Indonesia must build on recent reductions in tree cover loss and protections for peatlands. To get there, they'll need more international support, innovative schemes such as peatland restoration and continued monitoring.
Quito, Semarang City, Vienna and São Paulo are just a few of the cities that have used data to reshape transportation policy to reduce sexual violence, improve road safety and increase access for the disabled.
Un nuevo informe del World Resources Institute (WRI) muestra que en muchos países, el proceso para formalizar los derechos de la tierra es extremadamente complejo, costoso y lento, y tarda hasta 30 años o más, pero las compañías normalmente pueden asegurarse derechos a largo plazo sobre la tierra desde un plazo de tan solo 30 días a cinco años.
Sumatra's Leuser Ecosystem is the last place on Earth where rhinos, elephants, sun bears and orangutans live in the wild, but it's threatened by logging, road development poaching and illegal mining. Global Forest Watch works with local partner HAkA to protect this distinctive area's environment.
By helping small farmers implement best management practices, Indonesia can increase its palm oil production without additional loss of forests and peat lands.
Indonesia’s Geospatial Information Agency (BIG) announced that the International Peat Mapping Team is the winner of the USD $1 million Indonesian Peat Prize.
Surat, India and Semarang, Indonesia are both coastal cities with small rivers, but the risks they face vary tremendously—from extreme heat to flooding to land subsidence. Here's a visual look.
Indonesia’s Geospatial Information Agency will announce results this week of a competition for mapping the nation’s peat. The winning team will receive $1 million. The world will receive the information it needs to start protecting these carbon-rich wetlands.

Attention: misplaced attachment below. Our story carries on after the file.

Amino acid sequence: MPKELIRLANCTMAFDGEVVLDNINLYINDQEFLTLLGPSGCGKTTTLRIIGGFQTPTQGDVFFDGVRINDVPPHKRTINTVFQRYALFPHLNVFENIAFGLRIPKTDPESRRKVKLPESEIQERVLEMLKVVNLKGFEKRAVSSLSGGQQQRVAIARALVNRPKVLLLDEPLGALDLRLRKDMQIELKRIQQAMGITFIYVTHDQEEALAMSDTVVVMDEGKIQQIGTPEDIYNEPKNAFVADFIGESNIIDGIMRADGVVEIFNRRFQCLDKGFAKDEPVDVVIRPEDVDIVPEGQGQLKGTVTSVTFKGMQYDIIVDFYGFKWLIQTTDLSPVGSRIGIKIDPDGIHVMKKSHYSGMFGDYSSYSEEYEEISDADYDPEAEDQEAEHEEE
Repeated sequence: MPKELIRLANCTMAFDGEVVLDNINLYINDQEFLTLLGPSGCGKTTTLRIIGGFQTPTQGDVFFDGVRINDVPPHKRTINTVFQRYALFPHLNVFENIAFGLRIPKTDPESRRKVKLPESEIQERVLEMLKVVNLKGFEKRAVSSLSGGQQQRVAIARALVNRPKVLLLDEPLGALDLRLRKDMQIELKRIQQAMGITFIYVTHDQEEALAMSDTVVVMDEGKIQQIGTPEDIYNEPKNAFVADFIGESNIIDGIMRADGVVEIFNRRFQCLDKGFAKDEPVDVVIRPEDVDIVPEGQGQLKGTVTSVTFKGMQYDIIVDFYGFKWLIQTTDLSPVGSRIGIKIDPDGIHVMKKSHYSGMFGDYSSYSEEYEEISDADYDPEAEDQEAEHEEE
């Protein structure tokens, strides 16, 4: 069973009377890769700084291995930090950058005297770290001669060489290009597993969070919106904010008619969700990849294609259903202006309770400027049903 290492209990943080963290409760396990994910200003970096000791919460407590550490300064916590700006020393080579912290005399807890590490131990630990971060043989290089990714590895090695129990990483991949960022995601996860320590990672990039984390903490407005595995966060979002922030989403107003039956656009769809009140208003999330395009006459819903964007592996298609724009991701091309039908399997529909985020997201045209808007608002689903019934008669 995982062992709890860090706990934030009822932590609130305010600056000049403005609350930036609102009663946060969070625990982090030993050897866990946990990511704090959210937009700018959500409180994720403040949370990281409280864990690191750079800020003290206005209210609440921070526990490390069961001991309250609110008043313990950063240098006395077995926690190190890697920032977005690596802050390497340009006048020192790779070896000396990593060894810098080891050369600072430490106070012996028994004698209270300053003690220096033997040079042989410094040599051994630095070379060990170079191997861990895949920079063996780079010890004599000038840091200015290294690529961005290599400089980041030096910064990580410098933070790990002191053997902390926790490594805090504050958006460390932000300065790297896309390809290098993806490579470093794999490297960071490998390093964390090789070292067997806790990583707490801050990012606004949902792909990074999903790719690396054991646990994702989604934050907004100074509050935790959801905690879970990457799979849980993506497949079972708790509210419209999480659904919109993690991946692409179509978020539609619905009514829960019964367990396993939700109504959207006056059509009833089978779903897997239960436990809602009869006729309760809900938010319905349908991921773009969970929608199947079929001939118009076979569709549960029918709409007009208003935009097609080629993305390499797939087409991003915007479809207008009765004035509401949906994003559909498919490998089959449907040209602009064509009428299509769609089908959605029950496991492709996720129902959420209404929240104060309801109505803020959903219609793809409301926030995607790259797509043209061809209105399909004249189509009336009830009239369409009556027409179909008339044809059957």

Despite recent policies, Indonesia is still losing billions from unreported and illegally sourced timber. Tougher law enforcement could help.
Countries considering open data policies have to guard against falsification and misuse, but there are clear ways to avoid these problems.
Tree cover with the surface area of New Zealand was lost in 2016 after a wave of fires that signal the need for better forest management worldwide.
In Indonesia's easternmost provinces of Papua and West Papua, most people welcome the government's commitment to economic development, often in the form of oil palm expansion. But the impact of development can include irreparable deforestation and health crises. It's a delicate balancing act.
In an op-ed, our Indonesian experts remind the nation electric vehicles can't achieve their carbon-saving potential unless they're fueled by renewables, not coal.
As Indonesia implements new policies and plans to reduce its greenhouse gas emissions, a WRI working paper lays out steps it can take to meet its highest targets.
This working paper identifies key national mitigation policies and quantifies their emissions abatement potential to allow Indonesia to select a strategy to deliver on its climate commitment. The analysis focuses on the carbon dioxide (CO2) emissions from the land-use and energy sectors, which account for over 80 percent of Indonesia’s greenhouse gas emissions.
Knowledge is power for the women of Sungai Berbari, Indonesia. With forest data from the Global Forest Watch platform and advocacy training from Women Research Institute, they are influencing where and how nearby agricultural companies operate.
Despite years of requests, Javanese villagers can't get the government to tell them the facts about their polluted river. Meanwhile, their fishing catches―and income―continue to decline.
Frances Seymour talks about her contributions to setting up a $1 million prize to stir innovation in technology for locating peat, a project WRI Indonesia is overseeing. Indonesia's peatlands are one of the world's premier stocks of carbon, but mapping them remains a stubborn hurdle to their protection.
When Jakarta isn't submerged by floods, its residents experience incredible water stress. These twin problems—too much water and too little—are linked by a common solution: restoring the watershed's forests.